Goldstein says that if you look at images of bat embryos taken at different developmental stages, “the embryos look like a mouse, look like a mouse, look like a mouse… and all of a sudden you see that these giant wings have developed where there would have been mouse legs otherwise.” How did we get from mouse to bat? Goldstein’s work, he says, is about understanding the trajectories evolution can and can’t take.
When he came to Carolina in 1999, Goldstein was looking for an organism he could use to study evolutionary development. He settled on tardigrades. They don’t have too many genes. He can grow them in the lab. They develop reasonably quickly. Their embryos are small and clear, so he can see what’s going on inside. And their branch on the tree of life happens to be right next to the branches of two of science’s most-studied organisms: the nematode C. elegans and the fruit fly Drosophila (See related story: “Fly Club.”) “The fact that tardigrades are closely related to these other organisms means they probably have roughly the same genomes,” Goldstein says. “And that means we can make one-to-one comparisons more often than we could with a distant relative.” Those comparisons may help scientists figure out how very similar genomes can produce very different animals.
Goldstein and his lab are pretty much the only scientists anywhere who study evolutionary development in tardigrades. He wants to find a way to mess with a tardigrade gene to see what happens when it’s not working properly. Jenny Tenlen, a postdoc in Goldstein’s lab, is using RNA interference to do that, and Goldstein says it seems to be working. “This was one of the big hurdles: if we couldn’t find any method to disrupt gene function, then we weren’t going very far at all. I went into this project thinking I’d only continue for as long as it gave us green lights,” he says, “and it’s just given us one green light after another.”
Goldstein is a gadget guy — he has three or four Roomba robotic vacuum cleaners, one of which cleans his lab. He created the Animal Detector, a motion-sensitive webcam that films critters that wander into Goldstein’s suburban back yard to eat the food that he and his young son Duncan leave out for them at night (tally so far: raccoon, squirrel, opossum, rabbit, cat, robin, sparrow, wren, cardinal, gray fox, earthworm, human). He has biology-lab gadgets, as well: two fancy microscopes that can record multiple optical planes over time. Goldstein uses these microscopes to create videos of tardigrade embryos developing. “You can play back these films and see cells dividing on one side of the embryo and cells dividing on the other side,” he says. “And from that, you can reconstruct cell lineages: you can watch from the one-cell stage as it divides to two cells, and then four, and so on. And you can figure out the relationships between the cells, which can be important for just broadly understanding how development works.”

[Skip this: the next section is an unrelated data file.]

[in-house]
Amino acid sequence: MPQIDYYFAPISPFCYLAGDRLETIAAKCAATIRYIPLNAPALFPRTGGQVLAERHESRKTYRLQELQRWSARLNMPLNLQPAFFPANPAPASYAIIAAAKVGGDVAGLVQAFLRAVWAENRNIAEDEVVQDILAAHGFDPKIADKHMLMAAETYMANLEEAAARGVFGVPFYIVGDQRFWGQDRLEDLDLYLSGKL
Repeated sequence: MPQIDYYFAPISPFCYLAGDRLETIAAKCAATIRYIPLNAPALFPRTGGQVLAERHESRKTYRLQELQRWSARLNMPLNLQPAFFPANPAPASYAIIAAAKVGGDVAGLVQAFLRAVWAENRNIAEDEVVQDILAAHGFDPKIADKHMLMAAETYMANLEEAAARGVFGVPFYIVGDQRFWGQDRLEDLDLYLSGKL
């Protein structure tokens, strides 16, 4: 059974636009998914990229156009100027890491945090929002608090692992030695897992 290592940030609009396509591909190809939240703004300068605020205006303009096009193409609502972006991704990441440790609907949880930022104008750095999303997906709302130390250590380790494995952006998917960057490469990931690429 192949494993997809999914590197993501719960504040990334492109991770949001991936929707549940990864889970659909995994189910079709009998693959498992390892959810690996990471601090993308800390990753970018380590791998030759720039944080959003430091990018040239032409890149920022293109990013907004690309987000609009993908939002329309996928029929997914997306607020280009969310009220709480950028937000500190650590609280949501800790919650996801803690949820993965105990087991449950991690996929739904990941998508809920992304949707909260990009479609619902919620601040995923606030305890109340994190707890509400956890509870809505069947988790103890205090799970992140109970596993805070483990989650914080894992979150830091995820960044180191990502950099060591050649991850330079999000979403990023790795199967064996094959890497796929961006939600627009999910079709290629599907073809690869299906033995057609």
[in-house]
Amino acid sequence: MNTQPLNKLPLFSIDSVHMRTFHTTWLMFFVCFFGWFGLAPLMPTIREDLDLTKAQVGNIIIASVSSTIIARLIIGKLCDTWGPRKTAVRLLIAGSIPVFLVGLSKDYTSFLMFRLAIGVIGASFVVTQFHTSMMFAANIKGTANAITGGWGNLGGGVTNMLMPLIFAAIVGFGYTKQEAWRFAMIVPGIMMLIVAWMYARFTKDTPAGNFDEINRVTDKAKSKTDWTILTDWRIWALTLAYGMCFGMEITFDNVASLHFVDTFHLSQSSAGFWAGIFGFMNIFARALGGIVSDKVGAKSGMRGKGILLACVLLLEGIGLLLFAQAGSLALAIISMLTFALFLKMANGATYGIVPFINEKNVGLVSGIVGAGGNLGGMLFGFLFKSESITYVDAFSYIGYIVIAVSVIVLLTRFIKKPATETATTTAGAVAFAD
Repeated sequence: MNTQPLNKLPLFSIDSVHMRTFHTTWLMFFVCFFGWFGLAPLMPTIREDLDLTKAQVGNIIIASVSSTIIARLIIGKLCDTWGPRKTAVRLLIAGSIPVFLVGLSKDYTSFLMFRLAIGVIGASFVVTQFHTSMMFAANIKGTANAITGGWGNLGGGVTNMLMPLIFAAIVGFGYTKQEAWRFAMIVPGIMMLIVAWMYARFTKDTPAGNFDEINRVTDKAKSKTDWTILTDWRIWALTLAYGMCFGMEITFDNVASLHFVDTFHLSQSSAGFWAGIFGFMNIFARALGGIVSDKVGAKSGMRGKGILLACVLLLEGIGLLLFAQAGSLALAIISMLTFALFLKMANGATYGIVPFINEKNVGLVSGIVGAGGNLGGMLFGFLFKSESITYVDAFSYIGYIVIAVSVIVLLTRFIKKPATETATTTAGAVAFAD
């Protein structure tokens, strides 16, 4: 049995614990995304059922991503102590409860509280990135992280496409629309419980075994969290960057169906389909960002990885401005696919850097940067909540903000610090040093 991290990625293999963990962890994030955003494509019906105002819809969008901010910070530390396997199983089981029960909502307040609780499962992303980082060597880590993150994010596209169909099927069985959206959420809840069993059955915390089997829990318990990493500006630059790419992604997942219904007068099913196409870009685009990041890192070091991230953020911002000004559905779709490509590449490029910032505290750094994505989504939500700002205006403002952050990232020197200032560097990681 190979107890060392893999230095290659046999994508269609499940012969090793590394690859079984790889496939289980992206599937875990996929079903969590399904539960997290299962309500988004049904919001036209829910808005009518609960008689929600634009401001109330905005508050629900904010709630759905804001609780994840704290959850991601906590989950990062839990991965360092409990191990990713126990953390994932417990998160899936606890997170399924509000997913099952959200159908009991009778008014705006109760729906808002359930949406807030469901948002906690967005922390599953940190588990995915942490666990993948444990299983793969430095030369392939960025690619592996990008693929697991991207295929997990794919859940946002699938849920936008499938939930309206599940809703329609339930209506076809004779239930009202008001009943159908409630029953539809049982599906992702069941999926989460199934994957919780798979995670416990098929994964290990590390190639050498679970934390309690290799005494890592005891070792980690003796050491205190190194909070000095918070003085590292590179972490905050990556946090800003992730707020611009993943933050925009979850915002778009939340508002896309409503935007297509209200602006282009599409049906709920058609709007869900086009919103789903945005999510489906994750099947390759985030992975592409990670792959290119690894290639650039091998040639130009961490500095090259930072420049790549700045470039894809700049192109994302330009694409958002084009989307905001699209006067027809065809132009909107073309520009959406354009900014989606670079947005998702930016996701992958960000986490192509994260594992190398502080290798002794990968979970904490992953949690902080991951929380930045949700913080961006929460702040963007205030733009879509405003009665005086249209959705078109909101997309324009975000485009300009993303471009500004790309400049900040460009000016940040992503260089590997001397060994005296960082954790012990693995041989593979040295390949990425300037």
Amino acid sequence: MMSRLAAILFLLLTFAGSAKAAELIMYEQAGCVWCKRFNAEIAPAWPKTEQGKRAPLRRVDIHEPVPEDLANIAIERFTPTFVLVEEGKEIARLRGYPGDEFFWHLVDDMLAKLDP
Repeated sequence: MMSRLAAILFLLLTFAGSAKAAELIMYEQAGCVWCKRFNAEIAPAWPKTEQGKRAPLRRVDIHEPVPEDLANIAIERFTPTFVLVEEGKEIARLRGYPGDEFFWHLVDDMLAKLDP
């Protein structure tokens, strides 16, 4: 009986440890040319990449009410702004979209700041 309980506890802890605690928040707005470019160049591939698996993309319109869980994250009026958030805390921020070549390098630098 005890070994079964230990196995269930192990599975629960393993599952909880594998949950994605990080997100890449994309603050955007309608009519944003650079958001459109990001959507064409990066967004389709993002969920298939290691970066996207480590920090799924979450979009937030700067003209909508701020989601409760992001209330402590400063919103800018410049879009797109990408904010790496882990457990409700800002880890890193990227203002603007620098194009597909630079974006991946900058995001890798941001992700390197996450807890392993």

Goldstein and Tenlen are looking closely at germ cells in tardigrade embryos. Germ cells, which are made by all sexually reproducing animals, are sex cells: as an embryo develops, it sets aside one cell to become a germ cell, and this cell will eventually become either an egg or a sperm. In a sense, Goldstein says, the germ cell carries the organism’s immortality: it’s the germ cell’s DNA that is passed on when an organism reproduces. But we don’t really know a lot about how organisms single out a specific embryonic cell to become the germ cell. Goldstein and Tenlen think that in the tardigrade, two embryonic cells may compete for the honor. If that turns out to be true, and if Goldstein and Tenlen can figure out exactly how and why it happens, they may have taken a step toward figuring out how development influences evolution.
“Evolution is the topic that unites all of biology,” Goldstein says. “In my mind, development is the part of evolution that we’ve been missing for a long time.”